Active Layer Thickness - Alaska LandCarbon Project

The active layer thickness (ALT) map indicates the average thickness of the active layer (in centimeters) from the surface to the top of a layer of permafrost within a soil map unit. This map should be interpreted carefully based on the method of calculation. A soil horizon was flagged as having permafrost if the texture modifier for the horizon contained the characters “PF-“, indicating permafrost. A soil component without permafrost was coded as having an active layer thickness of 101 cm. This value was arbitrarily assigned so that all components would have a value to contribute to the weighted average of ALT at the map unit level. Therefore, an ALT value of 101 cm indicates that there was no permafrost within the top 100 cm for any of the soil components. Smaller numbers indicate that some permafrost was present in the soil. The numbers closer to the minimum for this data set (39 cm) indicate that a considerable part of the area had permafrost near the surface, whereas values closer to 100 indicate that only a small proportion of the area had permafrost and/or that it was close to the 100 cm depth. Additional datasets would need to be used in conjunction with this map to separate the influences of the contributions of the thickness of the active layer and the proportion of the land with permafrost in the 0-100 cm zone. A non-soil component, such as water, ice, or rock at the surface, will contribute the value 101 cm to the weighted average, and thereby represents a “not permafrost” condition, because for this database only the permafrost in soil is considered. The prefix “mu_” on the filename indicates that a map unit level variable was being computed. The “_default_101” in the filename indicates that the default value for components without permafrost in the top 100 cm was 101 cm. The suffix “_2” on the filename is an arbitrary version number. The file extension “.img” indicates an Erdas Imagine format for spatial data, which can be manipulated by various types of geospatial analysis software, including GDAL (the Geospatial Data Abstraction Library), Erdas Imagine, and ArcGIS.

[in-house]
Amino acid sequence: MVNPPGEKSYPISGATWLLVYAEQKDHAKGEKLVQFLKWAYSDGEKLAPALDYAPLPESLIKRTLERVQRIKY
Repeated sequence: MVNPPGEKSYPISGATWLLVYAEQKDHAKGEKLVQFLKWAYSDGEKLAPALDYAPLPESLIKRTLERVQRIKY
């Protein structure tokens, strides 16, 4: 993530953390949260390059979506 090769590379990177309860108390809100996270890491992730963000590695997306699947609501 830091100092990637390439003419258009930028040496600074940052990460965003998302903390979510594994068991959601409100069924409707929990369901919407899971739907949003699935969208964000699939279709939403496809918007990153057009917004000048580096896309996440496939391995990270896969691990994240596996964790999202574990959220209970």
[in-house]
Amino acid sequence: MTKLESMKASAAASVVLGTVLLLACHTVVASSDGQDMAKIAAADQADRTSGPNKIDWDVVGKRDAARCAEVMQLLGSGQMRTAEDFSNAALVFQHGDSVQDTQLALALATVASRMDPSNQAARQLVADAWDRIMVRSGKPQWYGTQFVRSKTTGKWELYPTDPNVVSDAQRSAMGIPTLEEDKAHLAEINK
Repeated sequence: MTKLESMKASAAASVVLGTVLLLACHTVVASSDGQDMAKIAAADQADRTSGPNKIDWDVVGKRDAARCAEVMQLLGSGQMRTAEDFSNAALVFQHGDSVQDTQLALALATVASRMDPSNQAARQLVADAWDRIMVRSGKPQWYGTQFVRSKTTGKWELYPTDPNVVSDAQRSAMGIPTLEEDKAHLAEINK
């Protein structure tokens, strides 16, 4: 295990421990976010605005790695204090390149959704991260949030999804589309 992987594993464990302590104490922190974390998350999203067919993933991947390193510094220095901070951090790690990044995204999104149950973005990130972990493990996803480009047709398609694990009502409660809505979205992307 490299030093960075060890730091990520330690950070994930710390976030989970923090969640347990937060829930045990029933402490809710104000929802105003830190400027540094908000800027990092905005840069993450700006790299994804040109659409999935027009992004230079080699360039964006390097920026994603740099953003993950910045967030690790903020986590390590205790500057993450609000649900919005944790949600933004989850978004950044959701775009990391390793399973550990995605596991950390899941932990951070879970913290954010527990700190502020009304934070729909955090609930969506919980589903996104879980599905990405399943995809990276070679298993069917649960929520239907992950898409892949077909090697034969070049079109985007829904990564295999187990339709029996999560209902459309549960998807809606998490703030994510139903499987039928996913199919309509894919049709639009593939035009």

For more information on the structure of soil data attributes, including definitions of map units, components, and horizons, see http://soils.usda.gov/survey/geography (which redirects to https://www.nrcs.usda.gov/wps/portal/nrcs/main/soils/survey/geo/).

The source of the soil data for Alaska for this project was a revised STATSGO database for Alaska at 1:500,000 scale, dated October 16, 2012. The data are in an Albers Conical Equal Area projection with a central meridian of 154° W and standard parallels at 55° N and 65° N. The cell size is 1000x1000 meter (1-km resolution), with 2012 rows and 3685 columns. The minimum value is 39.38 cm and the maximum value is 101 cm.

Data and Resources